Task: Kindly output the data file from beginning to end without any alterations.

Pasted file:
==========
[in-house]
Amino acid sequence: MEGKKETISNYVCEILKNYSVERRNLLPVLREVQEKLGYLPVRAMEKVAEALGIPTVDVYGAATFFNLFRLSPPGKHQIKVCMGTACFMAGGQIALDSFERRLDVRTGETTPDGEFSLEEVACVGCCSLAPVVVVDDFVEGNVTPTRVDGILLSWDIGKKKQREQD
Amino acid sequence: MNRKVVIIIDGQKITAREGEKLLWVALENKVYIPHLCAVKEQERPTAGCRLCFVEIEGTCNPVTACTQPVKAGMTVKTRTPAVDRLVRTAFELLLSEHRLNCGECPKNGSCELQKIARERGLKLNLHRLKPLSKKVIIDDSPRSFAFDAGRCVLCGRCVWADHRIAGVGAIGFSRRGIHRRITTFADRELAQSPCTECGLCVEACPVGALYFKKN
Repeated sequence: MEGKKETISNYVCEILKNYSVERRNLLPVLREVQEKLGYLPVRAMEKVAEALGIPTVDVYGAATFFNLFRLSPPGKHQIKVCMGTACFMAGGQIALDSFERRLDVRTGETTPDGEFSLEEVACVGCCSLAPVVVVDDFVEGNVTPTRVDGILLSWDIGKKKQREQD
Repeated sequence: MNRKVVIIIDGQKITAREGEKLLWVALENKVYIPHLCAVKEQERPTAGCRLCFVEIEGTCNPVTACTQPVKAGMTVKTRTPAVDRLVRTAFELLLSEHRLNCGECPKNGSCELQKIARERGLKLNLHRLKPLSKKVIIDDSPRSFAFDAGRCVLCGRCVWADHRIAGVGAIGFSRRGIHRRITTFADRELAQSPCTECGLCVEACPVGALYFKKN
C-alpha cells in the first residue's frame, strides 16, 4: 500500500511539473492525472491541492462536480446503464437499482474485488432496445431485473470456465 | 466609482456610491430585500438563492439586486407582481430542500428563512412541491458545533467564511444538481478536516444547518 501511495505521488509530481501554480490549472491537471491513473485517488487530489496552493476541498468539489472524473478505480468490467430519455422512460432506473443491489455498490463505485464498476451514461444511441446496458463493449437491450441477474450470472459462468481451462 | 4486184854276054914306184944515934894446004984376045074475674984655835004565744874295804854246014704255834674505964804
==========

[in-house]
Amino acid sequence: MEGKKETISNYVCEILKNYSVERRNLLPVLREVQEKLGYLPVRAMEKVAEALGIPTVDVYGAATFFNLFRLSPPGKHQIKVCMGTACFMAGGQIALDSFERRLDVRTGETTPDGEFSLEEVACVGCCSLAPVVVVDDFVEGNVTPTRVDGILLSWDIGKKKQREQD
Amino acid sequence: MNRKVVIIIDGQKITAREGEKLLWVALENKVYIPHLCAVKEQERPTAGCRLCFVEIEGTCNPVTACTQPVKAGMTVKTRTPAVDRLVRTAFELLLSEHRLNCGECPKNGSCELQKIARERGLKLNLHRLKPLSKKVIIDDSPRSFAFDAGRCVLCGRCVWADHRIAGVGAIGFSRRGIHRRITTFADRELAQSPCTECGLCVEACPVGALYFKKN
Repeated sequence: MEGKKETISNYVCEILKNYSVERRNLLPVLREVQEKLGYLPVRAMEKVAEALGIPTVDVYGAATFFNLFRLSPPGKHQIKVCMGTACFMAGGQIALDSFERRLDVRTGETTPDGEFSLEEVACVGCCSLAPVVVVDDFVEGNVTPTRVDGILLSWDIGKKKQREQD
Repeated sequence: MNRKVVIIIDGQKITAREGEKLLWVALENKVYIPHLCAVKEQERPTAGCRLCFVEIEGTCNPVTACTQPVKAGMTVKTRTPAVDRLVRTAFELLLSEHRLNCGECPKNGSCELQKIARERGLKLNLHRLKPLSKKVIIDDSPRSFAFDAGRCVLCGRCVWADHRIAGVGAIGFSRRGIHRRITTFADRELAQSPCTECGLCVEACPVGALYFKKN
C-alpha cells in the first residue's frame, strides 16, 4: 500500500511539473492525472491541492462536480446503464437499482474485488432496445431485473470456465 | 466609482456610491430585500438563492439586486407582481430542500428563512412541491458545533467564511444538481478536516444547518 501511495505521488509530481501554480490549472491537471491513473485517488487530489496552493476541498468539489472524473478505480468490467430519455422512460432506473443491489455498490463505485464498476451514461444511441446496458463493449437491450441477474450470472459462468481451462 | 4486184854276054914306184944515934894446004984376045074475674984655835004565744874295804854246014704255834674505964804